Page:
A couple of questions spring to mind in the wake of Chávez’s "CESNA Decree", which allows him, discretionally, to "classify" essentially any piece of information, public or private, and ban its publication:
1-What exactly does Ms. Eva Golinger, who built a reputation out of exploiting the U.S.’s Freedom of Information Act to report on the U.S. government, make of what amounts to Chávez’s Freedom of Disinformation Act? So…are we fully signed up to FODA, Evita? Cuz, viéndeolo bien, con este decreto estamos bem fodidos, chama…
2-On a more operational level, how exactly does CESNA propose to disclose its classification decisions to the broader community without incurring in precisely the crime it is meant to prevent?
Think about it: CESNA is explicitly enabled to classify private information. But how, exactly, are they supposed to proceed if they decide that the information that, say, "la cebolla está carísima" needs to be classified? Will they send a weekly memo to everyone in Venezuela informing them that any information on the high price of onions is henceforth banned and will be punished by a fine and/or imprisonment? If not, how can they move against an old lady at the Mercado de Coche who goes up to a vegetable stand, gets sticker shock, and exclaims to her sewing circle buddy that "ay bendito, la cebolla está carísima!"?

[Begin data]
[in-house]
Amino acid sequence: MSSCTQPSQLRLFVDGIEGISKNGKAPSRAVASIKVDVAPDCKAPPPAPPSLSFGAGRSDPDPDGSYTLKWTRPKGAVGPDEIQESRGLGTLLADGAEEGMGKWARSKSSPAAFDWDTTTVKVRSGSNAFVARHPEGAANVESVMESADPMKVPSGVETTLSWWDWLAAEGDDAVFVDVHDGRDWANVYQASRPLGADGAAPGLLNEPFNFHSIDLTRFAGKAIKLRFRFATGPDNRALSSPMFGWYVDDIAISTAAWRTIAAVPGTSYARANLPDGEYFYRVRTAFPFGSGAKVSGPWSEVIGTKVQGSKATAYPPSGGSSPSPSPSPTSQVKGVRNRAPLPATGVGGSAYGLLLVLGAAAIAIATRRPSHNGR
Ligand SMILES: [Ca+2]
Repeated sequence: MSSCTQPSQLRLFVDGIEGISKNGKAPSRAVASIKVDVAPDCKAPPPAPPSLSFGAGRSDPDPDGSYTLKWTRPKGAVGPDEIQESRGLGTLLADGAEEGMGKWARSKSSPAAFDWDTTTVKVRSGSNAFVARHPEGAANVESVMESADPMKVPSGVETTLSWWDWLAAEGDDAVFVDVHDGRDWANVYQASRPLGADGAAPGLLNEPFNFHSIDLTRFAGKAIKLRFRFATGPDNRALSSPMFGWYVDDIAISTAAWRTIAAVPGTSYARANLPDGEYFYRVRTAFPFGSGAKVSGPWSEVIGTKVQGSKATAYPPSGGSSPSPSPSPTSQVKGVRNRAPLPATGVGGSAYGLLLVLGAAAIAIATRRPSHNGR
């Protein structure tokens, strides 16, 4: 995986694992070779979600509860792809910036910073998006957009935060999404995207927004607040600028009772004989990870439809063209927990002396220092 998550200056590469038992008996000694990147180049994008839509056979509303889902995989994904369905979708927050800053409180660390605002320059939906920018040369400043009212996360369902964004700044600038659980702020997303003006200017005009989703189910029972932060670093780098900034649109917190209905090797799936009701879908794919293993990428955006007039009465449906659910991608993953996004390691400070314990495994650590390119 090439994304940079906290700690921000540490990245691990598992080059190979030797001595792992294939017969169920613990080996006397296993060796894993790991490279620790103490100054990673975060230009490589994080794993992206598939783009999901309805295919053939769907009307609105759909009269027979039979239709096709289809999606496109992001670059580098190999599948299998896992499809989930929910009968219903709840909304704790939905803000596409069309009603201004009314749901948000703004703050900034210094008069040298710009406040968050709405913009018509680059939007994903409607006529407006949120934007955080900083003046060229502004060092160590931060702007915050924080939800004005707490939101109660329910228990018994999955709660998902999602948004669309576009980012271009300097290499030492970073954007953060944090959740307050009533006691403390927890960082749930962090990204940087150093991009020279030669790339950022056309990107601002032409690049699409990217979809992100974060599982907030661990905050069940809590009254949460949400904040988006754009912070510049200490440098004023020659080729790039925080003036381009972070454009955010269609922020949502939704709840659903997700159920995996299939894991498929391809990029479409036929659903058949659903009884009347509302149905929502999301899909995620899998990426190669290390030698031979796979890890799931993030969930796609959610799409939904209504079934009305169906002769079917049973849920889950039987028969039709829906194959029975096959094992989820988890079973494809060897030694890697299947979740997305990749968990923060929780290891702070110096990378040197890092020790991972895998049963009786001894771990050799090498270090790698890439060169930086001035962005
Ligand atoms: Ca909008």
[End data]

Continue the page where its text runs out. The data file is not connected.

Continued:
Really, which is it? Are they going to tell us which information is ok to talk about and which is verboten? Or is it that we’re all meant to just presume that some information is banned, some isn’t, without knowing which is which, but knowing we can go to jail for disclosing the forbidden bits, so we just kind of have to guess?
Fodidos sem vaselina, I tell you…
Caracas Chronicles is 100% reader-supported.
We’ve been able to hang on for 21 years in one of the craziest media landscapes in the world. We’ve seen different media outlets in Venezuela (and abroad) closing shop, something we’re looking to avoid at all costs. Your collaboration goes a long way in helping us weather the storm.Donate